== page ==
This is a common trouble area that most people with Multiple Sclerosis don’t like to talk about because let’s face it, it’s embarrassing! That doesn’t change the fact that it is very common, for example, according to WebMD, about 80% of MS patients deal with incontinence. So let’s define the different bladder symptoms:
The feeling of needing to “go” with the inability to actually “go”. Basically, the signals that are sent to and from the brain which control the muscles involved in emptying the bladder become interrupted causing the patient to become unable to empty their bladder at will even when they feel their bladder is full.
The inability to “hold it”. For the same reasons as above, patients are unable to “hold it” which often results in embarrassing incidents.
A sudden feeling to urinate which presents very often even if the you don’t have to actually go much at all. One second you feel fine and the next second you have to go to the restroom 5 minutes ago. This obviously can lead to incontinence…
The need to wake up frequently throughout the night to use the restroom.
Difficulty initiating urination.
It is important to treat the above problems as leaving them untreated can result in urinary tract infections (UTI’s) or even kidney damage! Here are the most common forms of treatment.
Dietary – Try to reduce the amount of liquid you intake, some suggest around a little less than 2 liters a day. This should be discussed with your doctor as some people may need more water than others. Don’t drink caffeine and avoid alcohol, definitely no more than one alcoholic drink a day! Caffeine is a diuretic (promotes the production of urine) and a bladder stimulant. Alcohol inhibits the production of “anti-diuretic hormone” (ADH) which tells the kidneys to re-absorb water and if they don’t re-absorb water then the body must void it.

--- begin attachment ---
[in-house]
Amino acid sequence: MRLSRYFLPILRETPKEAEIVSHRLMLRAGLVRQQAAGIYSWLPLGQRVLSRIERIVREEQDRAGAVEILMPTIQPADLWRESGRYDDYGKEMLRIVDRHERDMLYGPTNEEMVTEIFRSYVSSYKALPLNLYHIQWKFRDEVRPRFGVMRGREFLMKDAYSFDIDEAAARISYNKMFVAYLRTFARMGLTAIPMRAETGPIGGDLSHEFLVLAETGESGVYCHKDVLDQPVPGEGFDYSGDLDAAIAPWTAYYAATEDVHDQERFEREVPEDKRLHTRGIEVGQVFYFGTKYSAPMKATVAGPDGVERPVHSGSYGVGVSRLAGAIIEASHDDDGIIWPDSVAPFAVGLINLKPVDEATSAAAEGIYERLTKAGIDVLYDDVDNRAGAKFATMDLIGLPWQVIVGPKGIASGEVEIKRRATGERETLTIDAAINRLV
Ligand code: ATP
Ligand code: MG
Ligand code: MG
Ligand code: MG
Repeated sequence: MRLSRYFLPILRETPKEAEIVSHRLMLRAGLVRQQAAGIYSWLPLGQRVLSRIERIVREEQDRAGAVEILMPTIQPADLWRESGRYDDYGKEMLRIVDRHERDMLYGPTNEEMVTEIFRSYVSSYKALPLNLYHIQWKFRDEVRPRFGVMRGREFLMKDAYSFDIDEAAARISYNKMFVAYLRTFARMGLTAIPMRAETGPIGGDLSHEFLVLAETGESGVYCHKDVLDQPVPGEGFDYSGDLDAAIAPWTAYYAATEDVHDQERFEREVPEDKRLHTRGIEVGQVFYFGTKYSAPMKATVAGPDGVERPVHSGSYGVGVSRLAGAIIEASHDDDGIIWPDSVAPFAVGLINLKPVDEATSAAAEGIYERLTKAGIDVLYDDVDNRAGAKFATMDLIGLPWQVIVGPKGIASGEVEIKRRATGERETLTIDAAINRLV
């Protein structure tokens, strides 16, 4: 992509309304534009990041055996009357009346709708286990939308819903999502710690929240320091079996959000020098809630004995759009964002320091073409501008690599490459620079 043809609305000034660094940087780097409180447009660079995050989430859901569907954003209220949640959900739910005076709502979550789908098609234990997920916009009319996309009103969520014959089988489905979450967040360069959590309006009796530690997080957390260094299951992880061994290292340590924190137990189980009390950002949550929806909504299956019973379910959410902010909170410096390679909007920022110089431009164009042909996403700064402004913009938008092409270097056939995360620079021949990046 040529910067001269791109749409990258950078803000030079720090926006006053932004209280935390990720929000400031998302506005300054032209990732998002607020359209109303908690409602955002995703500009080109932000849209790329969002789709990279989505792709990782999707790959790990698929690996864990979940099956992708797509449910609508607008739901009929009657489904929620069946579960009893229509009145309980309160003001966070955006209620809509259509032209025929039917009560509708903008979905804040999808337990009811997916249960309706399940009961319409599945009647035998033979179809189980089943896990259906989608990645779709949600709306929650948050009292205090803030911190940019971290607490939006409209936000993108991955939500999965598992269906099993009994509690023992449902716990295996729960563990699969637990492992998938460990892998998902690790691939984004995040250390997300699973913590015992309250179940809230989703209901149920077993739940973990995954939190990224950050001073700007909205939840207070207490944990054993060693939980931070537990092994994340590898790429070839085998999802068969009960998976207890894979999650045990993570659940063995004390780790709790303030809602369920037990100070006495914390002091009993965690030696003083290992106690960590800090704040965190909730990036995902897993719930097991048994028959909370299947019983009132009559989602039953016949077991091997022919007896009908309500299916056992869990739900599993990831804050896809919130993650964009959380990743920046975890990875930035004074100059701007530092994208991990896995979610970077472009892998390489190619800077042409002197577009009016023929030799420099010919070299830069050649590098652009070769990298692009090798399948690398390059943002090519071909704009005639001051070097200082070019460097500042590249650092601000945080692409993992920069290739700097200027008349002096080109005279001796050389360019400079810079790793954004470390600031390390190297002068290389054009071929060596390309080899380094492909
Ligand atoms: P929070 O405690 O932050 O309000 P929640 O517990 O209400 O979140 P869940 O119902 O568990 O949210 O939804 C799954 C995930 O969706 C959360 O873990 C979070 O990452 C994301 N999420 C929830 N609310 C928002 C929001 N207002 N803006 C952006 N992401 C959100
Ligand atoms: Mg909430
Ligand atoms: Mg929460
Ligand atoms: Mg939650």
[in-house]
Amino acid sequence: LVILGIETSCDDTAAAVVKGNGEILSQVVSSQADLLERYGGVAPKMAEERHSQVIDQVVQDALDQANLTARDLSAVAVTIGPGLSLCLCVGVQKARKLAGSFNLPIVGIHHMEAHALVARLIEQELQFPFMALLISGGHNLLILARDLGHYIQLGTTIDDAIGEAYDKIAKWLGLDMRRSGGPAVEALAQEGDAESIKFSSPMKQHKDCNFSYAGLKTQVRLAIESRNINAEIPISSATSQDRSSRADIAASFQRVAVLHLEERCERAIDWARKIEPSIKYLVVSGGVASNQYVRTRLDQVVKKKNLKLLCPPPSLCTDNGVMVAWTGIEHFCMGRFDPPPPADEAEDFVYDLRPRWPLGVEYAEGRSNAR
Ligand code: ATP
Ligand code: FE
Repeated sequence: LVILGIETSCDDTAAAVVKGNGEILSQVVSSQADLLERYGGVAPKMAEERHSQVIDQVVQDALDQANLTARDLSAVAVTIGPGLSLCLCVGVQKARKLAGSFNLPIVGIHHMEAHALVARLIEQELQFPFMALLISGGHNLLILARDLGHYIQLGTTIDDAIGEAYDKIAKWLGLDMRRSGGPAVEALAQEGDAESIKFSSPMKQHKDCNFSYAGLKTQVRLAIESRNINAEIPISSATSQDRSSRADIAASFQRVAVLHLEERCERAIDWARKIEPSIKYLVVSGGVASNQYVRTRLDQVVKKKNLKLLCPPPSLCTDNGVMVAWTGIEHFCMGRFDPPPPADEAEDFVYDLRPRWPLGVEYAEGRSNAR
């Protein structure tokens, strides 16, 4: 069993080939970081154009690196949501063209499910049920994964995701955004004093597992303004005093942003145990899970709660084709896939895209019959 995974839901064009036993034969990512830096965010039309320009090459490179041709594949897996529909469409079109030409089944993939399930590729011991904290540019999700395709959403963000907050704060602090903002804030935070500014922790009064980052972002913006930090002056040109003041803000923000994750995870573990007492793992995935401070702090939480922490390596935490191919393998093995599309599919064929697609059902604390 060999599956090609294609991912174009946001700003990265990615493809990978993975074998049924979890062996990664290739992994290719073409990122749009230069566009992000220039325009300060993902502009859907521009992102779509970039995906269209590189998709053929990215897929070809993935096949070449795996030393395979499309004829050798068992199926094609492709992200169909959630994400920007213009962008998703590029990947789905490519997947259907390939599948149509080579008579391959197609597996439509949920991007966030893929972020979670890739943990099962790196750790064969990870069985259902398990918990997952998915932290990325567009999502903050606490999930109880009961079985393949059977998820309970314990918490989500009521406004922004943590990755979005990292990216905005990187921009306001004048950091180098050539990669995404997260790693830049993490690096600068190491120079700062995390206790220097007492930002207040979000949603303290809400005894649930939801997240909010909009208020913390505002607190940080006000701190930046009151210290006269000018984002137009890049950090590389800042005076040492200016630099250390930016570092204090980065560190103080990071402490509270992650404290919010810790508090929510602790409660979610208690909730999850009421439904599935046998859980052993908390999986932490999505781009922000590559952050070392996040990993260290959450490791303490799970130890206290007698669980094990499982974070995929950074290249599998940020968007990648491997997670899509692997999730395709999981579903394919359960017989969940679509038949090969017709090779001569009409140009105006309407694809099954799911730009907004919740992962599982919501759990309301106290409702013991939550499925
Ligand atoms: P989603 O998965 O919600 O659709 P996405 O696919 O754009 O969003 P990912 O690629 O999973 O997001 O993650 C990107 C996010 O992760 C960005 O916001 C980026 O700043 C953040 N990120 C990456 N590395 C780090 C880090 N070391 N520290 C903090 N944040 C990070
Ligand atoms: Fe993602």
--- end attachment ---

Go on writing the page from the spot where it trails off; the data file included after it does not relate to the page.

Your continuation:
Habbit Training – This can involves setting a schedule and trying to stick to it in attempt to lengthen the amount of time you can go without using the restroom. The amount of time between each trip to the restroom is increased over time. Setting a schedule can also help with incontinence, by setting a schedule, you know you have to head to the restroom at a certain time providing you with more “prep time” to get there in time which can especially help if you have a disability that slows you down on your way to the restroom.
Medications – Medication is mostly used for incontinence in combination with various habit exercises, they may include one of the following:
- Detrol LA
- Ditropan XL
- Gelnique Gel
- Oxytrol transdermal patch
Catheters – This involves inserting a small tube into the urethra (the tube in which urine exits the body) and into the bladder to allow an individual to void directly into a catheter bag. There are various types of catheters but typically you are going to insert and remove this every time you feel your bladder is full or there are some that can be worn under your clothing to allow you to void as needed.